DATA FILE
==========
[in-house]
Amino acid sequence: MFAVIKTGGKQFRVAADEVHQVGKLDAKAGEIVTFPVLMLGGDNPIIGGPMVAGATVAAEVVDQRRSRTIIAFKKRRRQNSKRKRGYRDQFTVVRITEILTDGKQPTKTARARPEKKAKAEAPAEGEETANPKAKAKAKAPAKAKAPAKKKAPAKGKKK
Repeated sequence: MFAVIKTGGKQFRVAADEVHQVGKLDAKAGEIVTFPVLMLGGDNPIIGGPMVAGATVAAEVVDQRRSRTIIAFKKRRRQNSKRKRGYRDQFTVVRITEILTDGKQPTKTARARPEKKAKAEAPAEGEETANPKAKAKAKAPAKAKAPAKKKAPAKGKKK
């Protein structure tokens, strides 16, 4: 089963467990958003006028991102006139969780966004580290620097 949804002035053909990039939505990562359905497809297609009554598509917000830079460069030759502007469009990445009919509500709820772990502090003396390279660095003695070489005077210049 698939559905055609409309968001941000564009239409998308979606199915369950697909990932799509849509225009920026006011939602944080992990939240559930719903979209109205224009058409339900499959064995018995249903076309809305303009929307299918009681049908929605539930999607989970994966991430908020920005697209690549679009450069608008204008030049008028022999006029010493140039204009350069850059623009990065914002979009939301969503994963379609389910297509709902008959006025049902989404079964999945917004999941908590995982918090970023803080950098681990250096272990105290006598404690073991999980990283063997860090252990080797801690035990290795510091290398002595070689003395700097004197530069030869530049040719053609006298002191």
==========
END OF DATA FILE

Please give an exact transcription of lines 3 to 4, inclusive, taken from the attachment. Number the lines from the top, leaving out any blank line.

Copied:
Repeated sequence: MFAVIKTGGKQFRVAADEVHQVGKLDAKAGEIVTFPVLMLGGDNPIIGGPMVAGATVAAEVVDQRRSRTIIAFKKRRRQNSKRKRGYRDQFTVVRITEILTDGKQPTKTARARPEKKAKAEAPAEGEETANPKAKAKAKAPAKAKAPAKKKAPAKGKKK
């Protein structure tokens, strides 16, 4: 089963467990958003006028991102006139969780966004580290620097 949804002035053909990039939505990562359905497809297609009554598509917000830079460069030759502007469009990445009919509500709820772990502090003396390279660095003695070489005077210049 698939559905055609409309968001941000564009239409998308979606199915369950697909990932799509849509225009920026006011939602944080992990939240559930719903979209109205224009058409339900499959064995018995249903076309809305303009929307299918009681049908929605539930999607989970994966991430908020920005697209690549679009450069608008204008030049008028022999006029010493140039204009350069850059623009990065914002979009939301969503994963379609389910297509709902008959006025049902989404079964999945917004999941908590995982918090970023803080950098681990250096272990105290006598404690073991999980990283063997860090252990080797801690035990290795510091290398002595070689003395700097004197530069030869530049040719053609006298002191």